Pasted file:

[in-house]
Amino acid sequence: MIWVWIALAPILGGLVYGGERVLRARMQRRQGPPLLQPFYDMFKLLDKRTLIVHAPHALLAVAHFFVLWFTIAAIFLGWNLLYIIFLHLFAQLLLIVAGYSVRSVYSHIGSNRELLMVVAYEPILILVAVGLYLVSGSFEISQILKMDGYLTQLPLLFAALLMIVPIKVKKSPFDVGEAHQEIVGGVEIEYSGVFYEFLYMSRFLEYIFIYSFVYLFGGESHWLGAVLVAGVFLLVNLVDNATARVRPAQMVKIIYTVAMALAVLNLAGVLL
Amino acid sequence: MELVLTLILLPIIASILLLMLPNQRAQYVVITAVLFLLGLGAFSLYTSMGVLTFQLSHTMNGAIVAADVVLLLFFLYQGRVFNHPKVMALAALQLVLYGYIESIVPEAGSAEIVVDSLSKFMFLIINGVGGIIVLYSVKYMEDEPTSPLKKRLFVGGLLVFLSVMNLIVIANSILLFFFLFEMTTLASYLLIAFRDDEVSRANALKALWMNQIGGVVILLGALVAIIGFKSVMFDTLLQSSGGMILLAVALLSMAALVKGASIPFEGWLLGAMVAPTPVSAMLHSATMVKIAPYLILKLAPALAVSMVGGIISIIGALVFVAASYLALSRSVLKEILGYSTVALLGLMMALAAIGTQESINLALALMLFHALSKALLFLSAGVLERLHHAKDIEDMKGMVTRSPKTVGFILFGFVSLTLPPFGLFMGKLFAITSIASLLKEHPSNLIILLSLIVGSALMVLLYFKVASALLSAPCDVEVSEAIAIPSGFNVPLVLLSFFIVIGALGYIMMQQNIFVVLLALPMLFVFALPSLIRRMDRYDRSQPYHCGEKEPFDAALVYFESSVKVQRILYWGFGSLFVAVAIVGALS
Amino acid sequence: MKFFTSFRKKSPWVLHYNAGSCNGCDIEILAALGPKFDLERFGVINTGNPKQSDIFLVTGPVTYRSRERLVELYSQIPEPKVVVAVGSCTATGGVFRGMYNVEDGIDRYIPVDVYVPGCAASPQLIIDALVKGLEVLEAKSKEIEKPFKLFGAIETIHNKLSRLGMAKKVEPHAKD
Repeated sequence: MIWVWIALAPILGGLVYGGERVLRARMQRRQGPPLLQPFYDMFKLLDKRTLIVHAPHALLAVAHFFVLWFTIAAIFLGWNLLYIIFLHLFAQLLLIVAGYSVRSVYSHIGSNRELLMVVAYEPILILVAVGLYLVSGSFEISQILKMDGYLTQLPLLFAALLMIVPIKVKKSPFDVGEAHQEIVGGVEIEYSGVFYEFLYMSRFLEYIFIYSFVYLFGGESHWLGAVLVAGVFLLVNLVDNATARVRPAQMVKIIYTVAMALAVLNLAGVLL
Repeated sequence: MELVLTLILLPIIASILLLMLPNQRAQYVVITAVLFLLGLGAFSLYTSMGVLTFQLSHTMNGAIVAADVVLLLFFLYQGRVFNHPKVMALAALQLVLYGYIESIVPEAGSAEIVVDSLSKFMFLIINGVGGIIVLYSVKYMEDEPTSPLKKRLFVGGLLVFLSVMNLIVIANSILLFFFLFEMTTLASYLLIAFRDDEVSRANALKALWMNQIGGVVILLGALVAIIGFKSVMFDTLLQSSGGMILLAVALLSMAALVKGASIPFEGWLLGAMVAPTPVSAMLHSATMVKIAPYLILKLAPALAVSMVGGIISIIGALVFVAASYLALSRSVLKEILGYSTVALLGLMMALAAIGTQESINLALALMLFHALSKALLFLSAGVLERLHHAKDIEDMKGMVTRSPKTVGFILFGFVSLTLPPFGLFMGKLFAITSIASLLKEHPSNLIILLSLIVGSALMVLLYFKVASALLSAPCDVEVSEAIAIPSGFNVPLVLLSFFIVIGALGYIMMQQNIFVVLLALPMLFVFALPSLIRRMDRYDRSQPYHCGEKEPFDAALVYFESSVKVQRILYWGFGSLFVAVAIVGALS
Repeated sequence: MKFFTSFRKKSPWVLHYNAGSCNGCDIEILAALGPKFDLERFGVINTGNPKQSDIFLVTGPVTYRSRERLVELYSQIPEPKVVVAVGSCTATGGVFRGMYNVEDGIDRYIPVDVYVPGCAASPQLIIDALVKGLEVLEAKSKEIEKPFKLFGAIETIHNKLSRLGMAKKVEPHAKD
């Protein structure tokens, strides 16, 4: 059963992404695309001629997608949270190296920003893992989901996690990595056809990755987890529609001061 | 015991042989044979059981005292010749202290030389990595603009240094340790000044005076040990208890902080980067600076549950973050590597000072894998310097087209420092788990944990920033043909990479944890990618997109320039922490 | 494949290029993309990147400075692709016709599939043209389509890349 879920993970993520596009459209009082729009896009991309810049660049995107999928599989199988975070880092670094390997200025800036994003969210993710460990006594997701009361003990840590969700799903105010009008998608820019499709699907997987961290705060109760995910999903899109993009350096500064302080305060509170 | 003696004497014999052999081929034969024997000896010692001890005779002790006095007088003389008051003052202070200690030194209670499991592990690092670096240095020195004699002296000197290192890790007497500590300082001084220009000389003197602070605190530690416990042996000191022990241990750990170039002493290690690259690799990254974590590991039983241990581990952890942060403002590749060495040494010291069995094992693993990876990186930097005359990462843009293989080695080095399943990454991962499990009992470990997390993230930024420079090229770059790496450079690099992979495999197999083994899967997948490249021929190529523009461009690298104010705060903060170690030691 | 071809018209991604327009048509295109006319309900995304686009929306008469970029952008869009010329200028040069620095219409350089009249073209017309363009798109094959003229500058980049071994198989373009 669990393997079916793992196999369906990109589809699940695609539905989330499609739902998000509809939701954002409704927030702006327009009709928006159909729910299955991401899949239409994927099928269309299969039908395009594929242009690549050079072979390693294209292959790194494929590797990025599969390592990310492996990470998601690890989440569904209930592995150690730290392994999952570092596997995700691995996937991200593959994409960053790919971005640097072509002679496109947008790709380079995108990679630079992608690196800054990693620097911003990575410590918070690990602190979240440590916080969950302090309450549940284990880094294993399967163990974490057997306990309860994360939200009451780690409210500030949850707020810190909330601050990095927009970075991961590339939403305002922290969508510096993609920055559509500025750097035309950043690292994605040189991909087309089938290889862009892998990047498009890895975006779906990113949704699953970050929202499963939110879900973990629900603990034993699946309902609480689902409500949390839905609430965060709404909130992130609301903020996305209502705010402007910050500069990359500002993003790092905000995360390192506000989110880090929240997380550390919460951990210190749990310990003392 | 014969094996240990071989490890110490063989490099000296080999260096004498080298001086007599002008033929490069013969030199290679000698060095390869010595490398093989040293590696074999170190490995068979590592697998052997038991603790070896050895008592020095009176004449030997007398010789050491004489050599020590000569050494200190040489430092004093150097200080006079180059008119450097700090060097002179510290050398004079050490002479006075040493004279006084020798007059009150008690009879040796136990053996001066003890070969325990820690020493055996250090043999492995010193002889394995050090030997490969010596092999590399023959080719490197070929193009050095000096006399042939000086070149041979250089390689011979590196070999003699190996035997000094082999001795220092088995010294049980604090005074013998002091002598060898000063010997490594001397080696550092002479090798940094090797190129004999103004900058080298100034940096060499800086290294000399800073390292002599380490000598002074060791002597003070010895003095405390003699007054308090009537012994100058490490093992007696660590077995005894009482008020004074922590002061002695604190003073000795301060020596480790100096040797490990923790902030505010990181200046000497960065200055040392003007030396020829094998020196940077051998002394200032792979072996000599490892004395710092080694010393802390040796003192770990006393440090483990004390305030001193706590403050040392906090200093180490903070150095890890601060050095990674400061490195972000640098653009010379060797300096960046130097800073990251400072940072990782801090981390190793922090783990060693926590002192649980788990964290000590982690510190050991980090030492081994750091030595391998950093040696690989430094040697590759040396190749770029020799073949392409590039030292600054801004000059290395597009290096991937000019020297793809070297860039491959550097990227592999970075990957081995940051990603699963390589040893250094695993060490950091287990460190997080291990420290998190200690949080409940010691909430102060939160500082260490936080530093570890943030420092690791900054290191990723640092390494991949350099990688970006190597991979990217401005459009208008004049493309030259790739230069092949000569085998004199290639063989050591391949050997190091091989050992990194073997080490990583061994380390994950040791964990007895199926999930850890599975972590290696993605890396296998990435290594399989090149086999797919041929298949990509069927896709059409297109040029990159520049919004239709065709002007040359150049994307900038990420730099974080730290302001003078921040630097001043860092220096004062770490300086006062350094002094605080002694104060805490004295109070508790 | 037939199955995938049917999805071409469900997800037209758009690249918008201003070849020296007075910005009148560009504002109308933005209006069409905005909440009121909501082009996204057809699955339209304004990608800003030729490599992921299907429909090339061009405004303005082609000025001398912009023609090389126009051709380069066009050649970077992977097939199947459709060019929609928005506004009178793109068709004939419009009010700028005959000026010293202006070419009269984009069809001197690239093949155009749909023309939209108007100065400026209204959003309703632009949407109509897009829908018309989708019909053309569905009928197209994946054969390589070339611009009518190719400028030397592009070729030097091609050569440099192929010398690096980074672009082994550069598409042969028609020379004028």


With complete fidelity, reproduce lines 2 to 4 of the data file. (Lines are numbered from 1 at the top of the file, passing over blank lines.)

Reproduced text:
Amino acid sequence: MIWVWIALAPILGGLVYGGERVLRARMQRRQGPPLLQPFYDMFKLLDKRTLIVHAPHALLAVAHFFVLWFTIAAIFLGWNLLYIIFLHLFAQLLLIVAGYSVRSVYSHIGSNRELLMVVAYEPILILVAVGLYLVSGSFEISQILKMDGYLTQLPLLFAALLMIVPIKVKKSPFDVGEAHQEIVGGVEIEYSGVFYEFLYMSRFLEYIFIYSFVYLFGGESHWLGAVLVAGVFLLVNLVDNATARVRPAQMVKIIYTVAMALAVLNLAGVLL
Amino acid sequence: MELVLTLILLPIIASILLLMLPNQRAQYVVITAVLFLLGLGAFSLYTSMGVLTFQLSHTMNGAIVAADVVLLLFFLYQGRVFNHPKVMALAALQLVLYGYIESIVPEAGSAEIVVDSLSKFMFLIINGVGGIIVLYSVKYMEDEPTSPLKKRLFVGGLLVFLSVMNLIVIANSILLFFFLFEMTTLASYLLIAFRDDEVSRANALKALWMNQIGGVVILLGALVAIIGFKSVMFDTLLQSSGGMILLAVALLSMAALVKGASIPFEGWLLGAMVAPTPVSAMLHSATMVKIAPYLILKLAPALAVSMVGGIISIIGALVFVAASYLALSRSVLKEILGYSTVALLGLMMALAAIGTQESINLALALMLFHALSKALLFLSAGVLERLHHAKDIEDMKGMVTRSPKTVGFILFGFVSLTLPPFGLFMGKLFAITSIASLLKEHPSNLIILLSLIVGSALMVLLYFKVASALLSAPCDVEVSEAIAIPSGFNVPLVLLSFFIVIGALGYIMMQQNIFVVLLALPMLFVFALPSLIRRMDRYDRSQPYHCGEKEPFDAALVYFESSVKVQRILYWGFGSLFVAVAIVGALS
Amino acid sequence: MKFFTSFRKKSPWVLHYNAGSCNGCDIEILAALGPKFDLERFGVINTGNPKQSDIFLVTGPVTYRSRERLVELYSQIPEPKVVVAVGSCTATGGVFRGMYNVEDGIDRYIPVDVYVPGCAASPQLIIDALVKGLEVLEAKSKEIEKPFKLFGAIETIHNKLSRLGMAKKVEPHAKD